Hall of Fame wrestler Antonio Inoki is remembered by many for his physical prowess and his legendary 1976 battle against the great Muhammad Ali. But now, years after retiring from his beloved sport, Inoki is making a new name for himself -- quite literally.

Last month, the Japanese wrestling legend, who reportedly converted to Islam in the 1990s, announced that he's changed his name to Muhammad Hussain Inoki. Under the banner of his new moniker, Inoki is now making his mark outside the wrestling ring by championing worldwide peace and "international brotherhood" on a global stage through sports and investment in youth.

Long known for his passion for peace-brokering on behalf of his native Japan, Inoki -- who, in 1990, was sent as a special envoy to Iraq to negotiate with Saddam Hussein over the release of Japanese hostages -- visited Pakistan in December to take part in an international peace wrestling competition and to celebrate 60 years of sporting relations between Japan and the South Asian nation.

Inoki, who identifies himself as a "peace ambassador," was also in Pakistan to set up a government-backed wrestling academy, Pakistan's The Nation reports.

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Inoki, center with arms raised, greets fans and well-wishers in Pakistan. (Credit: Alamy)

Inoki, who says he practices both Islam and Buddhism, has also become an emblem of religious tolerance, garnering support for his faith from all corners of the globe.

According to Press TV, Inoki received a "hero's welcome" when he arrived in Pakistan recently. The wrestler first visited the country in 1976 to battle in the ring with famed Pakistani wrestler Akram Pahalwan, while a stadium brimming with nearly 50,000 spectators looked on. (Inoki not only beat Pahalwan that day, but he famously dislocated his opponent's arm.)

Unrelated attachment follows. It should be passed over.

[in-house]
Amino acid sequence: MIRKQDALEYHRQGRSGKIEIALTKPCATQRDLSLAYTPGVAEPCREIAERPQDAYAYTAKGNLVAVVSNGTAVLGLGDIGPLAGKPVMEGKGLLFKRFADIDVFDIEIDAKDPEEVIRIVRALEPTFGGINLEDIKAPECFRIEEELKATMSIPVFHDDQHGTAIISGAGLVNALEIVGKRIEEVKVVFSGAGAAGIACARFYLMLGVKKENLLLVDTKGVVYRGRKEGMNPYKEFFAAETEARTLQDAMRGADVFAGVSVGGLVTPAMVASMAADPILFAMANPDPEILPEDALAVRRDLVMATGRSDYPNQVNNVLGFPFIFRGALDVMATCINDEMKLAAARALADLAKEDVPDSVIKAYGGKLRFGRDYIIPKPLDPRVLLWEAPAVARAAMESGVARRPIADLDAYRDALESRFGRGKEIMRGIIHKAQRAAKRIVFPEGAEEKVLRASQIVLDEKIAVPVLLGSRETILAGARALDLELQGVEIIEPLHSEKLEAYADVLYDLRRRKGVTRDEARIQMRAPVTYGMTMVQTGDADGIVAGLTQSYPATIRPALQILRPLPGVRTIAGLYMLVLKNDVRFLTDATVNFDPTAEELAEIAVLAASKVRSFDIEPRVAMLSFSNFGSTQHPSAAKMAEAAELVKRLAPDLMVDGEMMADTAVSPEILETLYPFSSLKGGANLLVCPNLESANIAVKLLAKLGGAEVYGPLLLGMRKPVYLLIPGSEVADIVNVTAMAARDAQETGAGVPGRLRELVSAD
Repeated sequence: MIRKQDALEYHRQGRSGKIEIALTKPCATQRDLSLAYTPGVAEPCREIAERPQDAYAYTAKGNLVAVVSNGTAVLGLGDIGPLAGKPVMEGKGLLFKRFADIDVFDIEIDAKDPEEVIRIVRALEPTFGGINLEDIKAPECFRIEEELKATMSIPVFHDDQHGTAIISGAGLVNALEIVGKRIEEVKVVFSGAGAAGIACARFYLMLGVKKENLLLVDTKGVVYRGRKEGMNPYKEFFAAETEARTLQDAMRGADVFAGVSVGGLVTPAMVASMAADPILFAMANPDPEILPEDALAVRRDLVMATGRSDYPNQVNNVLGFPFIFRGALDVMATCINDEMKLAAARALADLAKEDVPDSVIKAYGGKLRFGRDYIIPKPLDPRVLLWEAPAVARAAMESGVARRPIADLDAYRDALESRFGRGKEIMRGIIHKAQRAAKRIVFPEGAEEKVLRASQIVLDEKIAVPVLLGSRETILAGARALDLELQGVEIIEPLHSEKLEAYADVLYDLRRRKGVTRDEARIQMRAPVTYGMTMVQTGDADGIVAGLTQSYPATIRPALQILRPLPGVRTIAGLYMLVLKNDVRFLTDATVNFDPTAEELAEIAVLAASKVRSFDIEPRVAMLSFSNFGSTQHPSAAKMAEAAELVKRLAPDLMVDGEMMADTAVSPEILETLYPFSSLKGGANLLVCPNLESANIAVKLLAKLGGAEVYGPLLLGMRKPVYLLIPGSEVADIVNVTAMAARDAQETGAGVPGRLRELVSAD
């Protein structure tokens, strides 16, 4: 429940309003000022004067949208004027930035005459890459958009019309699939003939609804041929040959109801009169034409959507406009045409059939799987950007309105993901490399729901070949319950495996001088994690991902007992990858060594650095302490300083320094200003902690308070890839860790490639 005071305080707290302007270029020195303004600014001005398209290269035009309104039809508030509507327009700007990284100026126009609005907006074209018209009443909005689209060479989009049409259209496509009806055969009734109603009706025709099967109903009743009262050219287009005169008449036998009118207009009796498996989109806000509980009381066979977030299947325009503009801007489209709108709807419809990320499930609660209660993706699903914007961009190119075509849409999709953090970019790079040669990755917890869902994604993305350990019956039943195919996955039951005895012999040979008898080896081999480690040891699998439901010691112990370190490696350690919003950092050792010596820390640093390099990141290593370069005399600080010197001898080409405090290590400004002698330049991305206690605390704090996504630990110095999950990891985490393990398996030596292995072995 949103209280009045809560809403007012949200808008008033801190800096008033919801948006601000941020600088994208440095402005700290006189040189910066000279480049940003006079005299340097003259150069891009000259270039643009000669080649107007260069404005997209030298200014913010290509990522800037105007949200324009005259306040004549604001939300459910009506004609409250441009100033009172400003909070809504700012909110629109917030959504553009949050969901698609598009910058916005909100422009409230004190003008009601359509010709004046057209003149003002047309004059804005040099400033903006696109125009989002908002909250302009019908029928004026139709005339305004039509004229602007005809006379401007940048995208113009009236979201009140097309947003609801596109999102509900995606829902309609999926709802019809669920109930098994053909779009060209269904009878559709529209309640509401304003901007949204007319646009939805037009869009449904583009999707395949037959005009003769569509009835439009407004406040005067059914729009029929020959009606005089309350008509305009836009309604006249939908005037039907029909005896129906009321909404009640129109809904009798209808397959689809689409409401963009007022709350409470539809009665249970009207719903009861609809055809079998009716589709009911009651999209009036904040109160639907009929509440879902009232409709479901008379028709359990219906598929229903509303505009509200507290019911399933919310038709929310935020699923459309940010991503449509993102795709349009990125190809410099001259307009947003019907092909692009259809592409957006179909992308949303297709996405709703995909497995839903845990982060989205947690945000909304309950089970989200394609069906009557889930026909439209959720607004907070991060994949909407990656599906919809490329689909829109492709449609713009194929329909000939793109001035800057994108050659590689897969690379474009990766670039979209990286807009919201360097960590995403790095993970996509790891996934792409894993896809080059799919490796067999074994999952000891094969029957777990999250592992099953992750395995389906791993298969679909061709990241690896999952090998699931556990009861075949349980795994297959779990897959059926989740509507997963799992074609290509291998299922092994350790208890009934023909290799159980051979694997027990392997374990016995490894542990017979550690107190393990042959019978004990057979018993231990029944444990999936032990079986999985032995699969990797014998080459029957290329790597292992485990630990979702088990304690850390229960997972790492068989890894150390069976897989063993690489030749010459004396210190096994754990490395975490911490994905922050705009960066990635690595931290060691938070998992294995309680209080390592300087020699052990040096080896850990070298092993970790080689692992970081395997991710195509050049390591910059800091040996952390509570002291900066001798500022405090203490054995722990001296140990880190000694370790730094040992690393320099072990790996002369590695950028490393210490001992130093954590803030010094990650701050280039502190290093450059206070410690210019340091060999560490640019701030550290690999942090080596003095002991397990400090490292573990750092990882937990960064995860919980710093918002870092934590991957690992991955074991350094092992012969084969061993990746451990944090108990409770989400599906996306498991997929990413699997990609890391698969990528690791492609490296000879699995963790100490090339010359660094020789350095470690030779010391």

Earlier that same year, Inoki had faced off with Muhammad Ali, in what the Guardian described as a "prototype mixed martial arts fight" in Tokyo. Ali wore gloves, Inoki didn't. The two essentially competed for the title of "toughest man on the planet." The fight ended in a tie.

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Inoki and Ali. (Credit: Facebook/Antonio Inoki)

When Inoki was in Pakistan last month, the Express Tribune reports that he paid homage to his old opponent Pahalwan by visiting his grave. He also talked about his conversion to Islam and mentioned his old foe and fellow Muslim convert, Muhammad Ali (formerly Cassius Clay).

“When I converted, people suggested that I change my name to Muhammad Ali but I turned down the idea as I had already fought against the great boxer Ali," he said, according to Dawn.com.

During his trip, Inoki -- who in 2010 became the first Japanese person to be inducted into the World Wrestling Entertainment's Hall of Fame -- also said that he hopes to help further strengthen the diplomatic ties between Pakistan and Japan, and to continue bringing the message of peace around the world.

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